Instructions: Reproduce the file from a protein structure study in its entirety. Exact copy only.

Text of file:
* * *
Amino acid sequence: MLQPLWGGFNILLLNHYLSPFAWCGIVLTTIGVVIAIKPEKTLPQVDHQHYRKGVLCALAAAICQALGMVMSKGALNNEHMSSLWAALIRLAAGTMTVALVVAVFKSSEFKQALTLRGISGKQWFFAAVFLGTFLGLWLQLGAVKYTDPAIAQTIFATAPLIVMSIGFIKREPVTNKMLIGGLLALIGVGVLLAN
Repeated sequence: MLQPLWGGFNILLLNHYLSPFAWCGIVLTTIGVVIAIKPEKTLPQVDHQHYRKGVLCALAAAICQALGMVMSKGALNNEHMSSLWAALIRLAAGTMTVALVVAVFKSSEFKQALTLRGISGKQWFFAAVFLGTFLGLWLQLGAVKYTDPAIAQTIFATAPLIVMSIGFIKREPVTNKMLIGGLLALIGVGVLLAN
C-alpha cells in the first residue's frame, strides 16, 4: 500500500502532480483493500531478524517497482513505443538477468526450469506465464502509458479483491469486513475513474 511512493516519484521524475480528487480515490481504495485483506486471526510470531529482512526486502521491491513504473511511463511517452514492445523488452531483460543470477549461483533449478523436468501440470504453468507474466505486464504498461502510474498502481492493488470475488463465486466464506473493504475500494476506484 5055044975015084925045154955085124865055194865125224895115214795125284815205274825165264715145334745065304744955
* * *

Amino acid sequence: MLQPLWGGFNILLLNHYLSPFAWCGIVLTTIGVVIAIKPEKTLPQVDHQHYRKGVLCALAAAICQALGMVMSKGALNNEHMSSLWAALIRLAAGTMTVALVVAVFKSSEFKQALTLRGISGKQWFFAAVFLGTFLGLWLQLGAVKYTDPAIAQTIFATAPLIVMSIGFIKREPVTNKMLIGGLLALIGVGVLLAN
Repeated sequence: MLQPLWGGFNILLLNHYLSPFAWCGIVLTTIGVVIAIKPEKTLPQVDHQHYRKGVLCALAAAICQALGMVMSKGALNNEHMSSLWAALIRLAAGTMTVALVVAVFKSSEFKQALTLRGISGKQWFFAAVFLGTFLGLWLQLGAVKYTDPAIAQTIFATAPLIVMSIGFIKREPVTNKMLIGGLLALIGVGVLLAN
C-alpha cells in the first residue's frame, strides 16, 4: 500500500502532480483493500531478524517497482513505443538477468526450469506465464502509458479483491469486513475513474 511512493516519484521524475480528487480515490481504495485483506486471526510470531529482512526486502521491491513504473511511463511517452514492445523488452531483460543470477549461483533449478523436468501440470504453468507474466505486464504498461502510474498502481492493488470475488463465486466464506473493504475500494476506484 5055044975015084925045154955085124865055194865125224895115214795125284815205274825165264715145334745065304744955